Singapore Regulatory Update: February 2022

cs-editor Corporate Compliance, Monthly Newsletter, Taxation

The Singapore Government continues to harmonize its regulations in accordance with international standards and implement laws that will work in the best interest of the business. In this post, we review recent regulatory changes introduced by the Singapore Government which may be relevant to Singapore business.

Company Laws Amended to Improve Compliance and Transparency

Following public consultations in October 2021, the Singapore Parliament passed the Corporate Registers Bill on January 10, 2022, which amends the Companies Act and the Limited Liability Partnerships Act. The law is meant to strengthen corporate governance to align it closer to the Financial Action Task Force (FATF) international standards for combating money laundering and terrorism financing threats.

Below are outlined the key amendments to the laws.

Register of Nominee Shareholders 

One of the main changes includes the requirement for both domestic and foreign companies to keep a non-public registry of nominee shareholders and their nominees. Companies are obliged to update this register within seven days after receiving the information from nominee shareholders.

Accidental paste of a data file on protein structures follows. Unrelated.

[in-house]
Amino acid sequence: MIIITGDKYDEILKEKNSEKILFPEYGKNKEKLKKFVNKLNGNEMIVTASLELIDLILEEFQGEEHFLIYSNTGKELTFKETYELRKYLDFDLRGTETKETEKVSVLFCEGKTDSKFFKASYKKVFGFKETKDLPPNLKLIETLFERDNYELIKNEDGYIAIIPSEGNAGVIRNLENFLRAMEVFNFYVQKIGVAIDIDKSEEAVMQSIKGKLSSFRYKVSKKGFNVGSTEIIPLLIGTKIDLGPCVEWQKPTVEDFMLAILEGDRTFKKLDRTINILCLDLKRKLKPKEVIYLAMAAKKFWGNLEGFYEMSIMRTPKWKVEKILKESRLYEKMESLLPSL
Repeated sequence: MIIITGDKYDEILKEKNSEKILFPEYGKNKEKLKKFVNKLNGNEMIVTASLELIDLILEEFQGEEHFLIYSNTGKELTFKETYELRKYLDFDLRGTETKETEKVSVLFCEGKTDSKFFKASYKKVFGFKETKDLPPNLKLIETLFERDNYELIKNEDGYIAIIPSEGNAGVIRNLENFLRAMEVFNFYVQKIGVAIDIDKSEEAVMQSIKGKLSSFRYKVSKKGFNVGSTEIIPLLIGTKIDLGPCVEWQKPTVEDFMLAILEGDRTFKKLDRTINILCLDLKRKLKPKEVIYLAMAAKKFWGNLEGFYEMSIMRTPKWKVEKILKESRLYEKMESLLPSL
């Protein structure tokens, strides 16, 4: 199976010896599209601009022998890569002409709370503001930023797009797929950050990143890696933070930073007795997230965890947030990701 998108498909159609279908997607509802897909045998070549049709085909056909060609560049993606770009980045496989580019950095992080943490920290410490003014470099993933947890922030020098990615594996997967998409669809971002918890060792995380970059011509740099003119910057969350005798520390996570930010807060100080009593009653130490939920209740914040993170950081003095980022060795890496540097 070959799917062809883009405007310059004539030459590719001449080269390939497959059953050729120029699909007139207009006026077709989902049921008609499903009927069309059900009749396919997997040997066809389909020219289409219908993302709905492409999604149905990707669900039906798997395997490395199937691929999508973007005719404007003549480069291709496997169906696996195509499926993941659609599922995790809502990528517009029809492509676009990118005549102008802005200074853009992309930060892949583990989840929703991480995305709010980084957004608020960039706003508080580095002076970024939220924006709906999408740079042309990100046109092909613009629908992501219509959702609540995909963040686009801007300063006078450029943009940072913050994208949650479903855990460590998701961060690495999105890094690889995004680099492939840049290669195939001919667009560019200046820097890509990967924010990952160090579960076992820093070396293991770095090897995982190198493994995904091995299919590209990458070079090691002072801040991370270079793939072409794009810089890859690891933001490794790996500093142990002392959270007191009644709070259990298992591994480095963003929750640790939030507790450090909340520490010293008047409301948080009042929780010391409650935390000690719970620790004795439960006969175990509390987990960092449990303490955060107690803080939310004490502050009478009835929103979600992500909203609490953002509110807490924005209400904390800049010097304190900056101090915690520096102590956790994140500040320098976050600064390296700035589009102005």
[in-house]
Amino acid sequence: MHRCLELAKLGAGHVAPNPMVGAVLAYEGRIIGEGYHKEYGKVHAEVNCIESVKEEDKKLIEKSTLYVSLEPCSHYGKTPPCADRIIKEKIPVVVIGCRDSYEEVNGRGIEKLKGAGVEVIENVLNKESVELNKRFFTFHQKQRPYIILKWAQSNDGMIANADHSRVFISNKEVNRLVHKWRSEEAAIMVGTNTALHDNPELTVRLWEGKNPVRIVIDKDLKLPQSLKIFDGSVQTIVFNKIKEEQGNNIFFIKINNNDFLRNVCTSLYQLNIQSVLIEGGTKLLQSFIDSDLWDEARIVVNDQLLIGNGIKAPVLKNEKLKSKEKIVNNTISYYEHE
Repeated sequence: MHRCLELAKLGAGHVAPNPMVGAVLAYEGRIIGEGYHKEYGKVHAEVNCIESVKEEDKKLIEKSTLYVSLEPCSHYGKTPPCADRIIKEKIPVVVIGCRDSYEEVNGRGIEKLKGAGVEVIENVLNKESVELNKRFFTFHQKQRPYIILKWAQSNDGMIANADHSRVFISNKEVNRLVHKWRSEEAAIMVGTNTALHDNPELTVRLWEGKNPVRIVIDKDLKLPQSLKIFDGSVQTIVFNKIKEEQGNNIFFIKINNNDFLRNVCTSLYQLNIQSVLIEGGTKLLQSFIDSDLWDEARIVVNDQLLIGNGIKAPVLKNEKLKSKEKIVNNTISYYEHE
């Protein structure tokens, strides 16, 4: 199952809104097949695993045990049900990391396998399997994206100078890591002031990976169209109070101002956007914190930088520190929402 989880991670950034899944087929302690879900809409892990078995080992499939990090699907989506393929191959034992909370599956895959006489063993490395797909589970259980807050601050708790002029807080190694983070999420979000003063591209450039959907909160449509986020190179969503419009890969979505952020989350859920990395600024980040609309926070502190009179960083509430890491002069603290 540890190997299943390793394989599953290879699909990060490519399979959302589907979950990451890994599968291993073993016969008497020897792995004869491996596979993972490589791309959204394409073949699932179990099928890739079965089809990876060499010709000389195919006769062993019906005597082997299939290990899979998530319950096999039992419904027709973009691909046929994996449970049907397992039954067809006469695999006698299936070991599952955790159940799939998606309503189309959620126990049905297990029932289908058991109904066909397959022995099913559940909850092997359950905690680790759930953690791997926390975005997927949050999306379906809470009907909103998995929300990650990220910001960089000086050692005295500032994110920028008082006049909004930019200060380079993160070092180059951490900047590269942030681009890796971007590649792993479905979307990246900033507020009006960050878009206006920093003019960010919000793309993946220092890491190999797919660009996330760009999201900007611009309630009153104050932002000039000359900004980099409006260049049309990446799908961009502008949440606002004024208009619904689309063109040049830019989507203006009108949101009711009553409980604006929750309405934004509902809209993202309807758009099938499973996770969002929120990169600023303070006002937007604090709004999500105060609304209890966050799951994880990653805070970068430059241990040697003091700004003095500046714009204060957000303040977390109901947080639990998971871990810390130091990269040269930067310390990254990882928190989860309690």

Nominee shareholders must notify when they become or cease to be a nominee shareholder, as well as provide prescribed particulars of their nominators to the company within 30 days after any such changes.

Previously, shareholders could hold shares on behalf of another person without having to identify the other person, as they were not shareholders on record. This will address the lack of transparency about the identity of persons who actually control the shares, which has been a gray area in Singapore’s fight against money laundering and terrorism financing.

Identifying Registrable Controllers

Currently, companies and limited liability partnerships (LLPs) are already obliged to maintain a register of registrable controllers. Newly introduced amendments stipulate that local and foreign companies and LLPs must identify individuals with executive capacity as registrable controllers even if they have no registrable controller, or have not been able to identify such.